Biographies of Some of the More Famous Cartographers
Pierre DU VAL
The early years of Du Val’s career were devoted to his atlas projects, while later in his career he was to concentrate on separately published, and often multi-sheet, maps. His first atlas was the Cartes Geographiques Methodiquement Divisees published in 1654. This contained only a few of Du Val’s own maps with the others comprising those of Sanson, Briet, Boisseau and even those of the earlier Dutch mapmakers, Mercator, Blaeu, Hondius and Jansson. The atlas was re-issued in 1655 and 1667, and the title was altered to Cartes De Geographie Les Plus Nouvelles Et Les Plus Fideles. These later issues contained more of Du Val’s own maps but were still very much supplemented by the maps of other makers.
Du Val also specialised in producing parlour games, games designed to teach geography and even snakes and ladders! Small sized works also formed part of his output as did geographical tables, genealogies and chronologies. Other early works by Du Val included La Geographie Francoise, La Geographie Universelle, Cartes Pours Les Itineraires and Cartes Des Provinces Eschues A La Reine amongst others.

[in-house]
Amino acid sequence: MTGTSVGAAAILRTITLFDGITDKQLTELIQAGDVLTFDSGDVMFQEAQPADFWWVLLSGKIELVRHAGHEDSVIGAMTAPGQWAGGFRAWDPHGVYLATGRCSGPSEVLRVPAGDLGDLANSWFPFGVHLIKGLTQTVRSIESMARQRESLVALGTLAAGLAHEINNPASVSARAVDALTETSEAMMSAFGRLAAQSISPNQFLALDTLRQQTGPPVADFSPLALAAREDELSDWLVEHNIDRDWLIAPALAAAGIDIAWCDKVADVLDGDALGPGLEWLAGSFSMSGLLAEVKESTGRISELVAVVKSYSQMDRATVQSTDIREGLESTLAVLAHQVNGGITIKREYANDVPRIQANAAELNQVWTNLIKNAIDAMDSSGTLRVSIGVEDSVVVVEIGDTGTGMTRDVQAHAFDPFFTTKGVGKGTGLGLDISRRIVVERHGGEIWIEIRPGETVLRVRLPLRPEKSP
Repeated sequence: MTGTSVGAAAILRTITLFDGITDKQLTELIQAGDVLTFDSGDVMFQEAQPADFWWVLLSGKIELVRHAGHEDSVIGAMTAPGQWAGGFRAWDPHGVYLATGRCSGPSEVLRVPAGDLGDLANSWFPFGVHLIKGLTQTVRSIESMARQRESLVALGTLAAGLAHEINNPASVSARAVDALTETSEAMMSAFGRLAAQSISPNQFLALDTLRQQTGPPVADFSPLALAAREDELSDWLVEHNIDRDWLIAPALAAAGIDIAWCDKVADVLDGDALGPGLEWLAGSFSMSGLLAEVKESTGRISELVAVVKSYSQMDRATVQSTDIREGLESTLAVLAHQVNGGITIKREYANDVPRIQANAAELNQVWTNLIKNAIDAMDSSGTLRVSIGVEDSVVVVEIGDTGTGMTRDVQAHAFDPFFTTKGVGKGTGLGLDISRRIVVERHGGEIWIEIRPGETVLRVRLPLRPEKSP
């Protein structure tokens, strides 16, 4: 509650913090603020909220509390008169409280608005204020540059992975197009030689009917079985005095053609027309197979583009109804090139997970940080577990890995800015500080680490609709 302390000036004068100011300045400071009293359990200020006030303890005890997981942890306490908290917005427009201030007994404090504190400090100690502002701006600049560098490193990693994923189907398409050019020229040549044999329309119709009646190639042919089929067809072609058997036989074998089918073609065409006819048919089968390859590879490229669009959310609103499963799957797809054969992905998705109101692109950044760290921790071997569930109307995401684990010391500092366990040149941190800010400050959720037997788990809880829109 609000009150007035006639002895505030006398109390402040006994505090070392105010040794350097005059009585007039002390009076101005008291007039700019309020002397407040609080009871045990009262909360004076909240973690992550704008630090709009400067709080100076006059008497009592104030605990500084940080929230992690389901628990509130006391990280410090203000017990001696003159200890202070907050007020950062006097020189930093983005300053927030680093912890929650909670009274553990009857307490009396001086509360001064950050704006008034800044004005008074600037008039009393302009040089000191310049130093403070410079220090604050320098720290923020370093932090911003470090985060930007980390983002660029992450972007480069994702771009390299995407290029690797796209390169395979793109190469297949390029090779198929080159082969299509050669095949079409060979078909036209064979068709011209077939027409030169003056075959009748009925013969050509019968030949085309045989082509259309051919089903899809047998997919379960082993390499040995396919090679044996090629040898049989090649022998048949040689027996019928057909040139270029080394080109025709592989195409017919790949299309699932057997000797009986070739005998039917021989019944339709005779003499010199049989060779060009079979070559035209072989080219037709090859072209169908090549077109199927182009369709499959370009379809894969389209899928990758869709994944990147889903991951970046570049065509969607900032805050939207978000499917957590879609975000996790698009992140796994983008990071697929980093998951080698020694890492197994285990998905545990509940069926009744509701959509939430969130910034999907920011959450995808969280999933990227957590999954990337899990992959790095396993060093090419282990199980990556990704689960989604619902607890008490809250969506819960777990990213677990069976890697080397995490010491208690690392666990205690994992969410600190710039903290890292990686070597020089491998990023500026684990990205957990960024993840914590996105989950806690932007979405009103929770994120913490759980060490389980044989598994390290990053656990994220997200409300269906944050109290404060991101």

Du Val dies in 1683 and the business was continued first by his widow Marie Desmaretz and then by his daughters.
Koeman writes in his Atlantes Neerlandici that, “the grandfather, father and sons were all highly skilled and excellent artistic draftsmen and engravers. Their cartographic work has, compared with that published by the Blaeus or Janssonius, attracted little attention and has never received proper recognition”. The maps from the Danckerts world atlases may be characterised by the lack of verso text, the lack of coats of arms, ornaments and figures, and also their large-scale. In each of these respects they differ from the maps being produced by their contemporaries. However, the maps are always finely engraved and are generally found in attractive original wash colour.
The Family DE L'ISLE
Claude de l’Isle (1644-1720) was a geographer and historian working in Paris, but was overshadowed by his more famous son, Guillaume (1675-1726), who is probably the greatest figure in French cartography. Having learnt geography from his father, it is said that at the age of eight or nine he could draw maps to demonstrate ancient history. He studied mathematics and astronomy under J.D Cassini, where he received the grounding in scientific cartography, that is the hallmark of his work.
His first atlas was published in about 1700, in 1702 he was elected a member of the Academie Royale des Sciences, and in 1718 he became ‘Premier Geographe du Roi’. His maps of the newly explored parts of the world reflect the most up-to-date information available and did not contain fanciful detail in the absence of solid information.
His work was important as marking a transition from the maps of the Dutch school, which were highly decorative and artistically-orientated, to a more scientific approach. Guillaume reduced the importance given to the decorative elements in maps, and emphasised the scientific base on which they were constructed. The modern school of cartography has emerged from this discipline.